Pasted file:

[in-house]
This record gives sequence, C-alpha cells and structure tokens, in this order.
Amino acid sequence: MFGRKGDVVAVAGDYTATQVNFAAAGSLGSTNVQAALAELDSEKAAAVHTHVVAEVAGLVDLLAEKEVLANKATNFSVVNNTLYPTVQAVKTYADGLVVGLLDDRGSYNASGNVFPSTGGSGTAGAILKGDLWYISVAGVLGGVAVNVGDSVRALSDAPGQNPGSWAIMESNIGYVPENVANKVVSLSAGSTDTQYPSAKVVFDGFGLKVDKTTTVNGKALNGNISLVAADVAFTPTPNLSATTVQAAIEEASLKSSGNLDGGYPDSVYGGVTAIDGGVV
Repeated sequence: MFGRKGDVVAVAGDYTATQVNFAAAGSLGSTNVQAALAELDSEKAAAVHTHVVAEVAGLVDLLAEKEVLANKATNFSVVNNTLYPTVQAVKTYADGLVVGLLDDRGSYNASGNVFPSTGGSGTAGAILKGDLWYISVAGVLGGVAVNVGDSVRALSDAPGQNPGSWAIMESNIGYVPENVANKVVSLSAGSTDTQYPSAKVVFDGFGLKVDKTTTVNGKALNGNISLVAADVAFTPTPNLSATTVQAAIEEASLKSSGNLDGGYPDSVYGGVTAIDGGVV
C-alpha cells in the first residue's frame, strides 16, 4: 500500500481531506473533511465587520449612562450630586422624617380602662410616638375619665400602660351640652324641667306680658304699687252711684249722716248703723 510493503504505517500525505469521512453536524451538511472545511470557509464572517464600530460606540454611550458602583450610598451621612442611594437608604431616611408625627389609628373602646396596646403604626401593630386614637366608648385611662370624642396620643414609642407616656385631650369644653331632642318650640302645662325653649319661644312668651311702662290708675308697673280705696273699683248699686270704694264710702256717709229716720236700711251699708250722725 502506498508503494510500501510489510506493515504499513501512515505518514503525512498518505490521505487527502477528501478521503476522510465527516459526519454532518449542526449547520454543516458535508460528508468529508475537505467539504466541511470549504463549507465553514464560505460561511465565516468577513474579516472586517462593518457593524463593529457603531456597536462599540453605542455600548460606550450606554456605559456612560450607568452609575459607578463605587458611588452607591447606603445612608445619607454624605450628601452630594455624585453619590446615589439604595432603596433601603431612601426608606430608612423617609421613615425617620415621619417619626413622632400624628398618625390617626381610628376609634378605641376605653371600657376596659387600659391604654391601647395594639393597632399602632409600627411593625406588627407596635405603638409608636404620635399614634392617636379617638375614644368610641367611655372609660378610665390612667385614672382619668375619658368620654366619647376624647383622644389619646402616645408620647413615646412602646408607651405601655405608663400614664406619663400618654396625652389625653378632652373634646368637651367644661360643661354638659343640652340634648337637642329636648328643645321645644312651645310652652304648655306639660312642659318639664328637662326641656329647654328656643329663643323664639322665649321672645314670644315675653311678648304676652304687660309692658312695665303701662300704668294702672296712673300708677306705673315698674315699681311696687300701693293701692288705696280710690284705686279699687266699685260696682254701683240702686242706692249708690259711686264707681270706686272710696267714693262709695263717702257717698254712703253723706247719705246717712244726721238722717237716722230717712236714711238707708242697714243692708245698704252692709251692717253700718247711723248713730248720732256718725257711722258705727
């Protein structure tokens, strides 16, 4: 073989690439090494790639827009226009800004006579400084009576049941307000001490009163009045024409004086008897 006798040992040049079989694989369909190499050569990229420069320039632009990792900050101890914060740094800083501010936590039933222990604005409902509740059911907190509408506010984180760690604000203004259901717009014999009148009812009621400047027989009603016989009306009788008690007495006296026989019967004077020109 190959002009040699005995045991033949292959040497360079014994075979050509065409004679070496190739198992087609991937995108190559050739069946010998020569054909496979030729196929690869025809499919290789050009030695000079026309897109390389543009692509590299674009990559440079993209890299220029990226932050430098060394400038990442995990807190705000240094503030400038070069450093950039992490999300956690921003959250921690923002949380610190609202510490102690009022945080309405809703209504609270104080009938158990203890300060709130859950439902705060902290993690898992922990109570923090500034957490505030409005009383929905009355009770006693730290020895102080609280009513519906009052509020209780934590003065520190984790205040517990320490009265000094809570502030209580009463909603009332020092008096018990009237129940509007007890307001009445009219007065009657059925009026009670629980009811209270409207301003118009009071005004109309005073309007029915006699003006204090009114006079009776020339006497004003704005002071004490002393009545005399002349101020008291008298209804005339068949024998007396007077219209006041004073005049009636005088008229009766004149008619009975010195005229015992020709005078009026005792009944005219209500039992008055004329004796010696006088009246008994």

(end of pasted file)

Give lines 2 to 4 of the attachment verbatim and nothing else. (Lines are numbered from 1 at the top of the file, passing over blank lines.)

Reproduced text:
This record gives sequence, C-alpha cells and structure tokens, in this order.
Amino acid sequence: MFGRKGDVVAVAGDYTATQVNFAAAGSLGSTNVQAALAELDSEKAAAVHTHVVAEVAGLVDLLAEKEVLANKATNFSVVNNTLYPTVQAVKTYADGLVVGLLDDRGSYNASGNVFPSTGGSGTAGAILKGDLWYISVAGVLGGVAVNVGDSVRALSDAPGQNPGSWAIMESNIGYVPENVANKVVSLSAGSTDTQYPSAKVVFDGFGLKVDKTTTVNGKALNGNISLVAADVAFTPTPNLSATTVQAAIEEASLKSSGNLDGGYPDSVYGGVTAIDGGVV
Repeated sequence: MFGRKGDVVAVAGDYTATQVNFAAAGSLGSTNVQAALAELDSEKAAAVHTHVVAEVAGLVDLLAEKEVLANKATNFSVVNNTLYPTVQAVKTYADGLVVGLLDDRGSYNASGNVFPSTGGSGTAGAILKGDLWYISVAGVLGGVAVNVGDSVRALSDAPGQNPGSWAIMESNIGYVPENVANKVVSLSAGSTDTQYPSAKVVFDGFGLKVDKTTTVNGKALNGNISLVAADVAFTPTPNLSATTVQAAIEEASLKSSGNLDGGYPDSVYGGVTAIDGGVV